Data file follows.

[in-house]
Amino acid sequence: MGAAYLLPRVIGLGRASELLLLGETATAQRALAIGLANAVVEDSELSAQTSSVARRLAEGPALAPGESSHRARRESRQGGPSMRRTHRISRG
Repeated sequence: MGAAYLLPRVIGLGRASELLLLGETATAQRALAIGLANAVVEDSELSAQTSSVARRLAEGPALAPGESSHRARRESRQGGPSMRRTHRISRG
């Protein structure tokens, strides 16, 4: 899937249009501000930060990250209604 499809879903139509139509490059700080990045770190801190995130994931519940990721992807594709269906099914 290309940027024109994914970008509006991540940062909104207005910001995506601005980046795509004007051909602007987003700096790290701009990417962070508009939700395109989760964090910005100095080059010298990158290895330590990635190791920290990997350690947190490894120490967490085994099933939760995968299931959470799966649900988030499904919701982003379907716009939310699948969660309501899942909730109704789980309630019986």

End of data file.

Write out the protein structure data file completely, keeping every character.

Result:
[in-house]
Amino acid sequence: MGAAYLLPRVIGLGRASELLLLGETATAQRALAIGLANAVVEDSELSAQTSSVARRLAEGPALAPGESSHRARRESRQGGPSMRRTHRISRG
Repeated sequence: MGAAYLLPRVIGLGRASELLLLGETATAQRALAIGLANAVVEDSELSAQTSSVARRLAEGPALAPGESSHRARRESRQGGPSMRRTHRISRG
């Protein structure tokens, strides 16, 4: 899937249009501000930060990250209604 499809879903139509139509490059700080990045770190801190995130994931519940990721992807594709269906099914 290309940027024109994914970008509006991540940062909104207005910001995506601005980046795509004007051909602007987003700096790290701009990417962070508009939700395109989760964090910005100095080059010298990158290895330590990635190791920290990997350690947190490894120490967490085994099933939760995968299931959470799966649900988030499904919701982003379907716009939310699948969660309501899942909730109704789980309630019986």